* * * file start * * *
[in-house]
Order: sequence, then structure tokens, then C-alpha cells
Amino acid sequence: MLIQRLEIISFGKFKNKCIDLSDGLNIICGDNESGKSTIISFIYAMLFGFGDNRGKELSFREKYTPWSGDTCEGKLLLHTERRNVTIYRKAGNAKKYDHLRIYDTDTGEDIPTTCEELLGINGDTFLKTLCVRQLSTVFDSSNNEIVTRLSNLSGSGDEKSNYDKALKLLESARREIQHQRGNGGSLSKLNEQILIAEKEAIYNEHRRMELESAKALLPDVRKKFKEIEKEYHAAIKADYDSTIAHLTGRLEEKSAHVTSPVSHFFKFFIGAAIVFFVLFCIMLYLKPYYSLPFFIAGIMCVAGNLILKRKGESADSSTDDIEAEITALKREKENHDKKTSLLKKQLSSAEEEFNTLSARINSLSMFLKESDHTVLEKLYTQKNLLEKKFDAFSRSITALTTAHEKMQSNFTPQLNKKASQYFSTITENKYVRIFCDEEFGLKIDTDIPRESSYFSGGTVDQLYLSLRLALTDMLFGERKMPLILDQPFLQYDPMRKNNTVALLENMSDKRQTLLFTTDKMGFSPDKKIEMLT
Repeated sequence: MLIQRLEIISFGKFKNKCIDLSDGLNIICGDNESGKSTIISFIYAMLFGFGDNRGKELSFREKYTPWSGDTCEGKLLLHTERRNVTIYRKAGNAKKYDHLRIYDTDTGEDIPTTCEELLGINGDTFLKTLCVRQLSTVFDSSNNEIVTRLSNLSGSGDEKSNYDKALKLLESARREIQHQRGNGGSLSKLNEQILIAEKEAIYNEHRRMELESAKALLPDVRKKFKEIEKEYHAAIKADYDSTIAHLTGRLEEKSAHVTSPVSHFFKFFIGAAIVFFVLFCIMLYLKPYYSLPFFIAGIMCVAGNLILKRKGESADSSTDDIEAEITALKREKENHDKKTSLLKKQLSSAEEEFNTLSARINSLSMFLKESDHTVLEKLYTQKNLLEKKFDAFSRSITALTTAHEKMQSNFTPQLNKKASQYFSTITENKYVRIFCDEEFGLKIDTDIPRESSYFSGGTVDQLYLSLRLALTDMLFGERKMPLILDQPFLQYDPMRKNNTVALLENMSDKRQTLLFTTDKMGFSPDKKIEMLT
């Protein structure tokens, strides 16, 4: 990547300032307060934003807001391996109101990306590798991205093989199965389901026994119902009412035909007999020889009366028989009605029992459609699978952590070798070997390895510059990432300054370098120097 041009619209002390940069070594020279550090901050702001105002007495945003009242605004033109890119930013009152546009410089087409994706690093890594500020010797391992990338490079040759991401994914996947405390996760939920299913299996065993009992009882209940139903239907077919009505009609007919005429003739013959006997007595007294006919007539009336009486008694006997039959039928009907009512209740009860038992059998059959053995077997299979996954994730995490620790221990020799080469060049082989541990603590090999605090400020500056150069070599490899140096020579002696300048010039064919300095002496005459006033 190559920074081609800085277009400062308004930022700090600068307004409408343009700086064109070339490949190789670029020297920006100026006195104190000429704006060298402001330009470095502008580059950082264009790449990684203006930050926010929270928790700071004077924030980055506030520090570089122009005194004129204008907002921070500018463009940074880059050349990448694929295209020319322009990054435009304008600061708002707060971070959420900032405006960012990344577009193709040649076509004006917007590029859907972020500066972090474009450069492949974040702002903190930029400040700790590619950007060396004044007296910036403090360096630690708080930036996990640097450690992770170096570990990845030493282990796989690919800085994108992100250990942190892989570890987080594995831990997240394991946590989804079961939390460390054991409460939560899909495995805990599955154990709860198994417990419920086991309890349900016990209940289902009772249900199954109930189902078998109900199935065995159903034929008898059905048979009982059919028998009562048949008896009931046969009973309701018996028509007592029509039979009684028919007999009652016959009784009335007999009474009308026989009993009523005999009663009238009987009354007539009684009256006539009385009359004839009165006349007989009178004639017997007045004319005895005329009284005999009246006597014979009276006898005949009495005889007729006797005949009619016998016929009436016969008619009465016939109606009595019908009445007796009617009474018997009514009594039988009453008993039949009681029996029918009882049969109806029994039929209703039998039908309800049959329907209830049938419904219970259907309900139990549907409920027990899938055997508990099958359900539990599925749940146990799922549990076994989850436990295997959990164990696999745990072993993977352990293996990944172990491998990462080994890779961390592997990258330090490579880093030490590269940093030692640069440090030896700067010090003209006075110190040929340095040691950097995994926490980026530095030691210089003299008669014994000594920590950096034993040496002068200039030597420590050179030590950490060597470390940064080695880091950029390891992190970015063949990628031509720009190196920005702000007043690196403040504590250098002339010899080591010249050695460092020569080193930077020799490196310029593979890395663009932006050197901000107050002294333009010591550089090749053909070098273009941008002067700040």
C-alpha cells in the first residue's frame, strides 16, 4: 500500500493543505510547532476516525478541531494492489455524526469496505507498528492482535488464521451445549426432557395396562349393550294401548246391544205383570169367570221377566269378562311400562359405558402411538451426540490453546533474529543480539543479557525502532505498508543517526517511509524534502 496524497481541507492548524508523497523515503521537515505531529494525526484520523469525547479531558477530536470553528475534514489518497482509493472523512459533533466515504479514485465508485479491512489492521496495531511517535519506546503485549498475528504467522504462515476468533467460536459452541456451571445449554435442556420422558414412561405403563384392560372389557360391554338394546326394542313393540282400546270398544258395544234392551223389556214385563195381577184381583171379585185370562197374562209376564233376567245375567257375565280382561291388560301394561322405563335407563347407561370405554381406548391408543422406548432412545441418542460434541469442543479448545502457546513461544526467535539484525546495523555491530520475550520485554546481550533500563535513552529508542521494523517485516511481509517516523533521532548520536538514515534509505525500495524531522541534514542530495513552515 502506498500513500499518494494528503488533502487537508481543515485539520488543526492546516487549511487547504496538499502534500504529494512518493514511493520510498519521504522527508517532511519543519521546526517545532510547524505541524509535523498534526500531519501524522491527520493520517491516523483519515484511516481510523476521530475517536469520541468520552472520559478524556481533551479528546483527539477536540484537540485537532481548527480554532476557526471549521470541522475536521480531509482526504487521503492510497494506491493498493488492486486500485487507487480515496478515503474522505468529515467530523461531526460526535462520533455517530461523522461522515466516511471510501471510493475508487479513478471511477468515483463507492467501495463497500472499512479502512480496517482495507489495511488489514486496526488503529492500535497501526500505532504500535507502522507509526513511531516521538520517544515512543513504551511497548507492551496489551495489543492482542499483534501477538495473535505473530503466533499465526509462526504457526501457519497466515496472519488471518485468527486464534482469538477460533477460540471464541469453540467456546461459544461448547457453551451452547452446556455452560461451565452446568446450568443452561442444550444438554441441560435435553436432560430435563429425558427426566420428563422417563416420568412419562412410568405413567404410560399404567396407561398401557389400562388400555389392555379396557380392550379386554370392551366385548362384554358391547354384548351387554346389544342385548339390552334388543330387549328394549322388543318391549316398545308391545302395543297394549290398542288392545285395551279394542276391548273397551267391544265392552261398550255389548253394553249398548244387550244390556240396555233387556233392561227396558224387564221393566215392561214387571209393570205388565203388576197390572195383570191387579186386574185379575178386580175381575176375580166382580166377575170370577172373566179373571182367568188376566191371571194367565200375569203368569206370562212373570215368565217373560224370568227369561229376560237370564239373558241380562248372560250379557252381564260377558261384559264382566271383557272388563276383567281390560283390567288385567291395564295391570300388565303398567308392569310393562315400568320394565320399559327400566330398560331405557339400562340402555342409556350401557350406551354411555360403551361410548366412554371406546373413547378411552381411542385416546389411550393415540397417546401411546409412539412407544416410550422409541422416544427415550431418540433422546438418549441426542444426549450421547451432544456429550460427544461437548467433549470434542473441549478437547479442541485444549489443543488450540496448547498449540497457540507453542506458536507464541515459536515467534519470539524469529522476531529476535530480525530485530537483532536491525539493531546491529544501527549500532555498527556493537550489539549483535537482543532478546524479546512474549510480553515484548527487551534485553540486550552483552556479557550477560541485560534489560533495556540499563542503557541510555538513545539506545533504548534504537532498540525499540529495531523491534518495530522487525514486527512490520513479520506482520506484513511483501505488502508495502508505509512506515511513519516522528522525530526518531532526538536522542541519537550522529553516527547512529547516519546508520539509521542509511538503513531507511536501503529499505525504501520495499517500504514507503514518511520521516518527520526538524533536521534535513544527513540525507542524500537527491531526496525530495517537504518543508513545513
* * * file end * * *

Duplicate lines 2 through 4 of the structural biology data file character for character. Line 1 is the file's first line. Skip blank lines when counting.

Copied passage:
Order: sequence, then structure tokens, then C-alpha cells
Amino acid sequence: MLIQRLEIISFGKFKNKCIDLSDGLNIICGDNESGKSTIISFIYAMLFGFGDNRGKELSFREKYTPWSGDTCEGKLLLHTERRNVTIYRKAGNAKKYDHLRIYDTDTGEDIPTTCEELLGINGDTFLKTLCVRQLSTVFDSSNNEIVTRLSNLSGSGDEKSNYDKALKLLESARREIQHQRGNGGSLSKLNEQILIAEKEAIYNEHRRMELESAKALLPDVRKKFKEIEKEYHAAIKADYDSTIAHLTGRLEEKSAHVTSPVSHFFKFFIGAAIVFFVLFCIMLYLKPYYSLPFFIAGIMCVAGNLILKRKGESADSSTDDIEAEITALKREKENHDKKTSLLKKQLSSAEEEFNTLSARINSLSMFLKESDHTVLEKLYTQKNLLEKKFDAFSRSITALTTAHEKMQSNFTPQLNKKASQYFSTITENKYVRIFCDEEFGLKIDTDIPRESSYFSGGTVDQLYLSLRLALTDMLFGERKMPLILDQPFLQYDPMRKNNTVALLENMSDKRQTLLFTTDKMGFSPDKKIEMLT
Repeated sequence: MLIQRLEIISFGKFKNKCIDLSDGLNIICGDNESGKSTIISFIYAMLFGFGDNRGKELSFREKYTPWSGDTCEGKLLLHTERRNVTIYRKAGNAKKYDHLRIYDTDTGEDIPTTCEELLGINGDTFLKTLCVRQLSTVFDSSNNEIVTRLSNLSGSGDEKSNYDKALKLLESARREIQHQRGNGGSLSKLNEQILIAEKEAIYNEHRRMELESAKALLPDVRKKFKEIEKEYHAAIKADYDSTIAHLTGRLEEKSAHVTSPVSHFFKFFIGAAIVFFVLFCIMLYLKPYYSLPFFIAGIMCVAGNLILKRKGESADSSTDDIEAEITALKREKENHDKKTSLLKKQLSSAEEEFNTLSARINSLSMFLKESDHTVLEKLYTQKNLLEKKFDAFSRSITALTTAHEKMQSNFTPQLNKKASQYFSTITENKYVRIFCDEEFGLKIDTDIPRESSYFSGGTVDQLYLSLRLALTDMLFGERKMPLILDQPFLQYDPMRKNNTVALLENMSDKRQTLLFTTDKMGFSPDKKIEMLT